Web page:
This was not the first time Trump has kept top Democrats out of the loop before a major military action. His team declined to brief Democrats before the late October raid that killed ISIS leader Abu Bakr al-Baghdadi, citing concerns that the news would leak.

The Oct. 27 strike came as Democrats were deep into their inquiry of Trump’s efforts to pressure the Ukrainian government to investigate his political opponents, which led to the House voting to impeach him the week before Christmas.

"We notified some; others are being notified now as I speak," Trump said at a press conference in October. "We were going to notify them last night, but we decided not to do that because Washington leaks like nothing I've ever seen before. There’s no country in the world that leaks like we do. Washington is a leaking machine."

Trump said that he did, however, notify the Russian government in advance that the U.S. was "going over an area where they had a lot of firepower" but didn’t detail the raid’s intent to kill al-Baghdadi.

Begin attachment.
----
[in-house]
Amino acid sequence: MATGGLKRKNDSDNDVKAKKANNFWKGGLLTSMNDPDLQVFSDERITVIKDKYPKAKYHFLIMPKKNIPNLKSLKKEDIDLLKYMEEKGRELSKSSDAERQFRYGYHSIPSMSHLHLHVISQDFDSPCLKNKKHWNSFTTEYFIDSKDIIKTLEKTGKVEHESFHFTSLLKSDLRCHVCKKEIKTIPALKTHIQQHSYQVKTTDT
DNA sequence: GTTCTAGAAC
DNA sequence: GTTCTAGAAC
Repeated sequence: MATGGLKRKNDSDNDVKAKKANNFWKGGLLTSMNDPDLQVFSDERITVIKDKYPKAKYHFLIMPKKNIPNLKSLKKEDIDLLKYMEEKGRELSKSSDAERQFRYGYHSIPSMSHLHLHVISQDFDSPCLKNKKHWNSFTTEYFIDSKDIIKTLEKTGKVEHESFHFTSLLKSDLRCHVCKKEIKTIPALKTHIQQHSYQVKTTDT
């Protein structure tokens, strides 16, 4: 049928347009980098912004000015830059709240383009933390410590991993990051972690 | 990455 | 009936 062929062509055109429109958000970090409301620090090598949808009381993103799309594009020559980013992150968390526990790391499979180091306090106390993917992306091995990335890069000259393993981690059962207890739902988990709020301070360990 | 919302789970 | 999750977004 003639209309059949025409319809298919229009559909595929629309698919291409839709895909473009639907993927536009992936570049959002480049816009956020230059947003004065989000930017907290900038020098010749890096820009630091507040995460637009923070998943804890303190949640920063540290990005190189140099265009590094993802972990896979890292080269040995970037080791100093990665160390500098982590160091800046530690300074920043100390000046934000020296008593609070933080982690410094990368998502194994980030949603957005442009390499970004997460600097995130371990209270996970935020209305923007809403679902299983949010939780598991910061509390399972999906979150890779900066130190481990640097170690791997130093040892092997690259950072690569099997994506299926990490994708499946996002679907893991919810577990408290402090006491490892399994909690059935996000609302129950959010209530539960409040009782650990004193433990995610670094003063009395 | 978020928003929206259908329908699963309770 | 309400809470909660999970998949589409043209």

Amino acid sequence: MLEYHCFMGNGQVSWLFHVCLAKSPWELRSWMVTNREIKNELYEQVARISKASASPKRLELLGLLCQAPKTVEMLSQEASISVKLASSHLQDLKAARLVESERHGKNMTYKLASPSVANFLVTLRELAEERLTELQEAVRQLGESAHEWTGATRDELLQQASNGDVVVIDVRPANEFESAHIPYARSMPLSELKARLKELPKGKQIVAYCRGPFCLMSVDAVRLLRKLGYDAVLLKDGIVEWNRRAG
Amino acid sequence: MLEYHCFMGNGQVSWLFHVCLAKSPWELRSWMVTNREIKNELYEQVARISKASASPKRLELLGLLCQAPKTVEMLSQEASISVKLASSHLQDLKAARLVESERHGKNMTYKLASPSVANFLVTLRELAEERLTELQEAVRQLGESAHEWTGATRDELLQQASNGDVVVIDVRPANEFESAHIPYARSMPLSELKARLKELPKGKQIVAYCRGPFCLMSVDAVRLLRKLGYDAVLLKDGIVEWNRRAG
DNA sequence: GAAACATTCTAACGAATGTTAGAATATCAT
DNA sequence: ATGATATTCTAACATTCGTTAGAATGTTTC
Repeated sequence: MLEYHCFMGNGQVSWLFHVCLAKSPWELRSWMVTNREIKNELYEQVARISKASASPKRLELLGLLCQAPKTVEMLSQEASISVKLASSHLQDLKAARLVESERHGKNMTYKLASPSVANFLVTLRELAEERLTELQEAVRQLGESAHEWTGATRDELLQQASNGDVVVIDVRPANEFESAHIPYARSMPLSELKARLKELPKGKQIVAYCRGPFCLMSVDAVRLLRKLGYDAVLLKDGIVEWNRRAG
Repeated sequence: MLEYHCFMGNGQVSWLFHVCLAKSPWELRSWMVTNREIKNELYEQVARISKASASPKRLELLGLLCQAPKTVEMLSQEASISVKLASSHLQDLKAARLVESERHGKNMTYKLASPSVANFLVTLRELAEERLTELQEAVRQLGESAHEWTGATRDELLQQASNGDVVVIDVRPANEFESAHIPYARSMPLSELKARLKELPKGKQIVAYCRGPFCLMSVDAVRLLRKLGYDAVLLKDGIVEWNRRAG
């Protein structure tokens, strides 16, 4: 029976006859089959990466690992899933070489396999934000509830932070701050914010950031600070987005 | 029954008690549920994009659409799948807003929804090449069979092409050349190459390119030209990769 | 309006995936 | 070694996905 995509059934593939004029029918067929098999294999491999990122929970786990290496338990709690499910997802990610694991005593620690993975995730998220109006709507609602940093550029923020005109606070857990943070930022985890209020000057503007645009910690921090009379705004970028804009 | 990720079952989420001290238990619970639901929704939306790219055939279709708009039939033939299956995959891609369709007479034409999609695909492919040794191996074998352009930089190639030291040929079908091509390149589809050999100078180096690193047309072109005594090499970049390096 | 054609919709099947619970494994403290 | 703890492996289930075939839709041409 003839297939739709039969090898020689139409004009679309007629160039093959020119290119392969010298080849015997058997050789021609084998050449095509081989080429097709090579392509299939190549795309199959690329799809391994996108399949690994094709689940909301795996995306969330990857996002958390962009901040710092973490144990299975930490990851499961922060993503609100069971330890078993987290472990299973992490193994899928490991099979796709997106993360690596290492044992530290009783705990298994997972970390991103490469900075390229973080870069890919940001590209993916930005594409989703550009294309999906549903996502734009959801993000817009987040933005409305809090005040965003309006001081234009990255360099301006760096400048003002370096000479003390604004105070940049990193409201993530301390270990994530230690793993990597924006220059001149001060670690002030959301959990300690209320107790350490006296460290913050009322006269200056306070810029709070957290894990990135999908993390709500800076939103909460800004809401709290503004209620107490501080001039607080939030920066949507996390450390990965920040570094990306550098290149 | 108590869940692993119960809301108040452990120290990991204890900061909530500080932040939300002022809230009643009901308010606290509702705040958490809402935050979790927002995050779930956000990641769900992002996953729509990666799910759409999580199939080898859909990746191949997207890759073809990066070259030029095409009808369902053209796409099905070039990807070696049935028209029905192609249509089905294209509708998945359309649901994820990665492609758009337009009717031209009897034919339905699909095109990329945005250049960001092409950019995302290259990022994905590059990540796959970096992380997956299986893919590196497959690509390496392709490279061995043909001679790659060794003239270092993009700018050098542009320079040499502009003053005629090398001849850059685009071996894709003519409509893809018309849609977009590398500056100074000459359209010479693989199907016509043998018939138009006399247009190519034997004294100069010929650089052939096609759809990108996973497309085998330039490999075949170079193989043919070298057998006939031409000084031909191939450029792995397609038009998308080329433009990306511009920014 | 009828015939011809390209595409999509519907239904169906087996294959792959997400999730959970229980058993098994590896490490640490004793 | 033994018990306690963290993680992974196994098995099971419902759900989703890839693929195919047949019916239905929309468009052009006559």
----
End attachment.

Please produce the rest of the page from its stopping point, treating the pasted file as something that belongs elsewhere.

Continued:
The debate over when and whether the White House should properly notify Congress about sensitive military action predates Trump’s presidency. The Obama administration notified lawmakers, including then-Speaker John BoehnerJohn Andrew BoehnerLott says lobbying firm cut ties to prevent him from taking clients Lobbying firm cuts ties to Trent Lott amid national anti-racism protests Bush, Romney won't support Trump reelection: NYT MORE (R-Ohio), about plans to launch airstrikes against ISIS militants in Iraq in 2014. But that came only a few months after the Obama administration declined to notify Congress about the exchange of five Taliban prisoners from Guantanamo Bay for the release of American POW Bowe Bergdahl.

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Democrats called on the Trump administration to at least provide Congress with its strategy in Iran, given the country’s pledge to retaliate against the U.S.

“The law requires notification so the President can’t plunge the United States into ill-considered wars. We must also hear without delay from senior officials about this action and their plans to deal with the aftermath,” said House Foreign Affairs Committee Chairman Eliot EngelEliot Lance EngelVoice of America not extending foreign journalists' visas: report New York candidates left on hold as primary results trickle in New Jersey incumbents steamroll progressive challengers in primaries MORE (D-N.Y.).

Alexander Bolton contributed.